Side Effects of Drinking Green Tea
Ever since the Green Tea has started being widely consumed in Ancient China some 5000 years ago, it was promoted as a great medicinal herb, capable to
rejuvenate our metabolism, regulate body temperature, blood sugar, prevent fatigue, help heal wounds and much more. However, during its rise in popularity
and spreading all across the four corners of the world, scientists and population started noticing some rare side effects that when not spotted in time
could cause problems and illnesses that could seriously impact the health of the user. Here you can find out more about causes of those problems and what
are their effects on your body.
– If green tea is not properly brewed, it can cause heartburn and upset stomach. To avoid this problem, you need to make sure that brewing of the tea is
done well below the boiling temperature of the water. The most perfect temperature is in the range of 160-180 degrees Fahrenheit (71 – 82 degrees Celsius).
– Even though this is rare, some people may develop adverse allergic reaction to Chinese green tea. Effects of such allergic attack can be closing up of
the throat, difficulties breathing, swelling of the lips, tongue and face and increased body temperature.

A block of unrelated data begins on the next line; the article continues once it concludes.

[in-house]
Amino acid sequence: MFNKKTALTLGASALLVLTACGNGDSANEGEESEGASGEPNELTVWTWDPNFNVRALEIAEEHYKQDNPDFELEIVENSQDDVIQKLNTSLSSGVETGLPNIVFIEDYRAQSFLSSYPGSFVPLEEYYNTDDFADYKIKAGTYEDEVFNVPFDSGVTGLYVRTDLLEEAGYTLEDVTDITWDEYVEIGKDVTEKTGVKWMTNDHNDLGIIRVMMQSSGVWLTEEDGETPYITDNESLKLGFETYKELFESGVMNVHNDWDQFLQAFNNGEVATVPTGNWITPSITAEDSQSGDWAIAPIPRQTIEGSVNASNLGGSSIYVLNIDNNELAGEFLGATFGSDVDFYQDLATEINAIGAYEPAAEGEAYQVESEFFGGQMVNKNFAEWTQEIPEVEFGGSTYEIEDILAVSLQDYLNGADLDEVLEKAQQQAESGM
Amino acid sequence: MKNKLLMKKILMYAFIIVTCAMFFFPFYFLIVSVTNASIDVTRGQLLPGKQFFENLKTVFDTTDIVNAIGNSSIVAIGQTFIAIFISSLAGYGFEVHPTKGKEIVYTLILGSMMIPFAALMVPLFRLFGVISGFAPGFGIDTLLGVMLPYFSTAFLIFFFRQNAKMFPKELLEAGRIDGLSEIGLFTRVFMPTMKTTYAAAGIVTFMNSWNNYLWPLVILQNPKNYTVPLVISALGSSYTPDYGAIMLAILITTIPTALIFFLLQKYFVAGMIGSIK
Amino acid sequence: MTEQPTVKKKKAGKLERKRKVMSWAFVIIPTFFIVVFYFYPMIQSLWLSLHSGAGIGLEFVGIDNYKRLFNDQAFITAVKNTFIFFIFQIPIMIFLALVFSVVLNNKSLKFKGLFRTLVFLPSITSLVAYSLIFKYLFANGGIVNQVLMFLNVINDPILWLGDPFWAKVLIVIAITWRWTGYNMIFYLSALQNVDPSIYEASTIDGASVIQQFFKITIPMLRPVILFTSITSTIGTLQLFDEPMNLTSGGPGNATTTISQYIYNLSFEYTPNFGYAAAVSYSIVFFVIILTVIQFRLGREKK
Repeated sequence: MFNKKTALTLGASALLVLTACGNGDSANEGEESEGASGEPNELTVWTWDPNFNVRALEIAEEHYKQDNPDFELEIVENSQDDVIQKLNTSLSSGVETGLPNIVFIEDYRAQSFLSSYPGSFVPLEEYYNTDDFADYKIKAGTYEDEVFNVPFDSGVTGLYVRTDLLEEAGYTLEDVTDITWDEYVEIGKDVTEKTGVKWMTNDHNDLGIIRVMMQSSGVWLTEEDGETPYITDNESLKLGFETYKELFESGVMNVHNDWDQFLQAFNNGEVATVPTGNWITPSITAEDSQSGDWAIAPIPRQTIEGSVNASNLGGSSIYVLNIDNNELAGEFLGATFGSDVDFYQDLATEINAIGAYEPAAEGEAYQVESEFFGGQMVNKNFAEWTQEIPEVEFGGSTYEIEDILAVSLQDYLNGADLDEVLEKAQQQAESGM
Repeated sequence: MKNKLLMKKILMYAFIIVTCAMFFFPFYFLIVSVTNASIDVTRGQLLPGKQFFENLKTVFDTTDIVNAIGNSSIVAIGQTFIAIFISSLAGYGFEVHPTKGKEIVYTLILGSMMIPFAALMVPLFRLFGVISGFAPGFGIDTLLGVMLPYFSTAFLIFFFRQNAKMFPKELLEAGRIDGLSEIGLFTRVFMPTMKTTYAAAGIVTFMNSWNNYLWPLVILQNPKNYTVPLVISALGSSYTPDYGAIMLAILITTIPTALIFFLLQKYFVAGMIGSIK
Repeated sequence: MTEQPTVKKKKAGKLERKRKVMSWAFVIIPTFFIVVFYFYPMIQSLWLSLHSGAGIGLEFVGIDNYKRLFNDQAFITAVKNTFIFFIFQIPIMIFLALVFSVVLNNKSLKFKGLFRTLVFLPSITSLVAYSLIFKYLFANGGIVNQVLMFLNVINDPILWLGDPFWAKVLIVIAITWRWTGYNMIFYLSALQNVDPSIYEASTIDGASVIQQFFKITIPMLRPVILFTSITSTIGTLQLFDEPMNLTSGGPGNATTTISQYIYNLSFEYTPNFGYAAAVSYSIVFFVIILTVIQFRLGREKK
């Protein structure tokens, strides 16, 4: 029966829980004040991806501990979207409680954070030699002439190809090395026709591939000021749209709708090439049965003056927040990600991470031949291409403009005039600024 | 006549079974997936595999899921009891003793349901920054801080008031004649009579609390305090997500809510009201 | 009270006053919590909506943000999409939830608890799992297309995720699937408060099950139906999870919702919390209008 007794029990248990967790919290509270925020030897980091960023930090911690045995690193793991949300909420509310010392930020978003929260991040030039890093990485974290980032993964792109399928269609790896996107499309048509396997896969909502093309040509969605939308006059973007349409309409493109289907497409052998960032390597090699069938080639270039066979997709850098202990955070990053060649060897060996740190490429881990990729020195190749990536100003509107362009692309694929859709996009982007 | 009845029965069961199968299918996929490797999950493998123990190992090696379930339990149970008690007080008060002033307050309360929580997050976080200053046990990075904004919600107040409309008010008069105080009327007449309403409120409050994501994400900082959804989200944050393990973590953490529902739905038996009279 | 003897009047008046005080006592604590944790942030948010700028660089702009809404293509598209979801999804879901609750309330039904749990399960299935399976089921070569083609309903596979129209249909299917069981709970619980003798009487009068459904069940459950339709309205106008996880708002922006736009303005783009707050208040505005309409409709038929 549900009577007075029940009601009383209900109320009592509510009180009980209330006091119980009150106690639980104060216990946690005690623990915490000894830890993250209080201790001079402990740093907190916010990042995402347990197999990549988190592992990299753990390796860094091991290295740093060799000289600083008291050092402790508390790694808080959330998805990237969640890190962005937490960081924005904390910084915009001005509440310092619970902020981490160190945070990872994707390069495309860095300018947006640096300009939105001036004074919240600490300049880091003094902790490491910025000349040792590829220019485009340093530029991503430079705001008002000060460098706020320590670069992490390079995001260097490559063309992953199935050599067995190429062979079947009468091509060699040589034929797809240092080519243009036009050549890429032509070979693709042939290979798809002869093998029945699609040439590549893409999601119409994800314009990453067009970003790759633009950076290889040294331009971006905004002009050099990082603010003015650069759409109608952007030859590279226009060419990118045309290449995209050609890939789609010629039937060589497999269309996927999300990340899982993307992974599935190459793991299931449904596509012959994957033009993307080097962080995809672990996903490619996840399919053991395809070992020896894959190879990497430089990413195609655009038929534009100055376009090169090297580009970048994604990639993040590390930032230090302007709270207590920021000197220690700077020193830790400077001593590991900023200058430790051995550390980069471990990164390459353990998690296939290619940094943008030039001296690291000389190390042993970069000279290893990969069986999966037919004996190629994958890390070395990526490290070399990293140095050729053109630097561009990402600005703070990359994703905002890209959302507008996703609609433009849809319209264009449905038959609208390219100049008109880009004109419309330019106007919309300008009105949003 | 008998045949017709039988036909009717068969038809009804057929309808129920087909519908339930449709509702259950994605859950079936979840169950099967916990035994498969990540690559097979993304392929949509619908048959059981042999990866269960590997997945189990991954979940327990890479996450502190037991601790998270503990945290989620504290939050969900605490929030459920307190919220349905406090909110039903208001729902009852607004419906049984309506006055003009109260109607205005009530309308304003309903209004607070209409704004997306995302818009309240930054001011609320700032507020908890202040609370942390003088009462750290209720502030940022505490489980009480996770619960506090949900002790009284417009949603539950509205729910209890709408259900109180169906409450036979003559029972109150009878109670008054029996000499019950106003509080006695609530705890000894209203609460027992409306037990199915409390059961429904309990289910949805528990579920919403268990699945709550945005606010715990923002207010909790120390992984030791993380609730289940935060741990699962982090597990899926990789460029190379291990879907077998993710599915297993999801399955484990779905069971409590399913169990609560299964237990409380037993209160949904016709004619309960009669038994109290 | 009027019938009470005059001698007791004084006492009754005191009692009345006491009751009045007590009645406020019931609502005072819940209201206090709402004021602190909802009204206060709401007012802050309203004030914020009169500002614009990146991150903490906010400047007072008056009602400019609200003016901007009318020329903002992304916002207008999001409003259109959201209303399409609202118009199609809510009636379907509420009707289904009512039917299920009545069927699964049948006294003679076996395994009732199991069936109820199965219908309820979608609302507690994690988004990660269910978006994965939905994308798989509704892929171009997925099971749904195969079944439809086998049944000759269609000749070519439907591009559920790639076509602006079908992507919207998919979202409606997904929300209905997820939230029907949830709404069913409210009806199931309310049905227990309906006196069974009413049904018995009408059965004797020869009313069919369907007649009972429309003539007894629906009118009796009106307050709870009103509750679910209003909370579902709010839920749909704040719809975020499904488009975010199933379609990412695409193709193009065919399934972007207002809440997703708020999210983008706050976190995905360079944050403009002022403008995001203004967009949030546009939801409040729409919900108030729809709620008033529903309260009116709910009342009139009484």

Iron deficiency anemia
– Consumption of green tea can reduce the body’s iron absorption by 25%. This cans create significant iron deficiency in your body which can strongly
affect people who are suffering from anemia. Reduction of body iron can be prevented by adding lemon into your tea.
– Caffeine is one of the ingredient of the green tea, and even though it’s not present in large quantities you can start feeling its effects if you drink 6
cups per day. Some of those caffeine-related symptoms can be restlessness, increased heart rate, elevated blood pressure, anxiety, irritability, difficulty
sleeping and more.
– Green tea is not advisable to be consumed in large quantities by pregnant women, especially during early pregnancy. Such excessive intake is linked to
various birth defects which are caused by caffeine, tannic acid and catechins tea ingredients.
Interference with medication
- Small amounts of vitamin K in green tea can make anticoagulant drugs (like waffarin) less effective. If you are taking these types of prescribed drugs,
restrain from drinking green tea.
Various effects of excessive tea intake
– According to several studies, 6 cups of green tea is considered to be too much for regular daily consumption. Side effects of such large intake can be
frequent urination, Diarrhea, vomiting, dizziness, headaches and loss of appetite.
Note: All figures are approximate; this site does not provide medical advice, diagnosis or treatment.